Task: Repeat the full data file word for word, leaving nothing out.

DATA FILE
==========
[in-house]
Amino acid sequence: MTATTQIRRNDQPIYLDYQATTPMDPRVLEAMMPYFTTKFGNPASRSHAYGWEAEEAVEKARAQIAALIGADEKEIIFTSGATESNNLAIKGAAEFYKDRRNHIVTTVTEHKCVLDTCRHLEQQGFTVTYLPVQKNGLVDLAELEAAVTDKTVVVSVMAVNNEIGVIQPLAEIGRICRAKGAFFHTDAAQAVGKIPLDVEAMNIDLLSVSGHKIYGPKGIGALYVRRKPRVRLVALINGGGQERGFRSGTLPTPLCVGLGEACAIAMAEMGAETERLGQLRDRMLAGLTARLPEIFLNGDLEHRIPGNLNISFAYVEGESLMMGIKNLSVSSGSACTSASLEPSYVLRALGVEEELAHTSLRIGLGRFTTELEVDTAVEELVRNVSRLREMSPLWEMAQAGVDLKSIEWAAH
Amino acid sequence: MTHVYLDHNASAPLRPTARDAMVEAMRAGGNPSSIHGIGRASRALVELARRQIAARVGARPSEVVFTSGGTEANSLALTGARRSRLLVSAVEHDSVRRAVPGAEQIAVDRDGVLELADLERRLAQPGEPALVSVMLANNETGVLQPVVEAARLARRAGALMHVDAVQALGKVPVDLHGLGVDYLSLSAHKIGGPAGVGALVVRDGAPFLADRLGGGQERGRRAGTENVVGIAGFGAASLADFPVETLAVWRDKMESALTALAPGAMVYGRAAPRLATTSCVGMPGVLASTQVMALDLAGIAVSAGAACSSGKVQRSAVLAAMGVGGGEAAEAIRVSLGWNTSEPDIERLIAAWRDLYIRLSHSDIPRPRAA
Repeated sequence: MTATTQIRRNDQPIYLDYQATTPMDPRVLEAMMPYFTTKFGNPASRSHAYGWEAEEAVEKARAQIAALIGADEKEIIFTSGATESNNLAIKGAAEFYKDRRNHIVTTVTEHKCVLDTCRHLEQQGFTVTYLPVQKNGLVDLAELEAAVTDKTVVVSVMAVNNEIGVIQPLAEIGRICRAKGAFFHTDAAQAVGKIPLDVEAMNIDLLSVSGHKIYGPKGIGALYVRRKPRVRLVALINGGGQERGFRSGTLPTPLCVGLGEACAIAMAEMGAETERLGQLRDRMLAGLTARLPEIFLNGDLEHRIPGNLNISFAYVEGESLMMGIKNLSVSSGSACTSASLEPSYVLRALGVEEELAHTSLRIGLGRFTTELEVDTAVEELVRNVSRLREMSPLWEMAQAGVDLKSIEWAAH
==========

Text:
[in-house]
Amino acid sequence: MTATTQIRRNDQPIYLDYQATTPMDPRVLEAMMPYFTTKFGNPASRSHAYGWEAEEAVEKARAQIAALIGADEKEIIFTSGATESNNLAIKGAAEFYKDRRNHIVTTVTEHKCVLDTCRHLEQQGFTVTYLPVQKNGLVDLAELEAAVTDKTVVVSVMAVNNEIGVIQPLAEIGRICRAKGAFFHTDAAQAVGKIPLDVEAMNIDLLSVSGHKIYGPKGIGALYVRRKPRVRLVALINGGGQERGFRSGTLPTPLCVGLGEACAIAMAEMGAETERLGQLRDRMLAGLTARLPEIFLNGDLEHRIPGNLNISFAYVEGESLMMGIKNLSVSSGSACTSASLEPSYVLRALGVEEELAHTSLRIGLGRFTTELEVDTAVEELVRNVSRLREMSPLWEMAQAGVDLKSIEWAAH
Amino acid sequence: MTHVYLDHNASAPLRPTARDAMVEAMRAGGNPSSIHGIGRASRALVELARRQIAARVGARPSEVVFTSGGTEANSLALTGARRSRLLVSAVEHDSVRRAVPGAEQIAVDRDGVLELADLERRLAQPGEPALVSVMLANNETGVLQPVVEAARLARRAGALMHVDAVQALGKVPVDLHGLGVDYLSLSAHKIGGPAGVGALVVRDGAPFLADRLGGGQERGRRAGTENVVGIAGFGAASLADFPVETLAVWRDKMESALTALAPGAMVYGRAAPRLATTSCVGMPGVLASTQVMALDLAGIAVSAGAACSSGKVQRSAVLAAMGVGGGEAAEAIRVSLGWNTSEPDIERLIAAWRDLYIRLSHSDIPRPRAA
Repeated sequence: MTATTQIRRNDQPIYLDYQATTPMDPRVLEAMMPYFTTKFGNPASRSHAYGWEAEEAVEKARAQIAALIGADEKEIIFTSGATESNNLAIKGAAEFYKDRRNHIVTTVTEHKCVLDTCRHLEQQGFTVTYLPVQKNGLVDLAELEAAVTDKTVVVSVMAVNNEIGVIQPLAEIGRICRAKGAFFHTDAAQAVGKIPLDVEAMNIDLLSVSGHKIYGPKGIGALYVRRKPRVRLVALINGGGQERGFRSGTLPTPLCVGLGEACAIAMAEMGAETERLGQLRDRMLAGLTARLPEIFLNGDLEHRIPGNLNISFAYVEGESLMMGIKNLSVSSGSACTSASLEPSYVLRALGVEEELAHTSLRIGLGRFTTELEVDTAVEELVRNVSRLREMSPLWEMAQAGVDLKSIEWAAH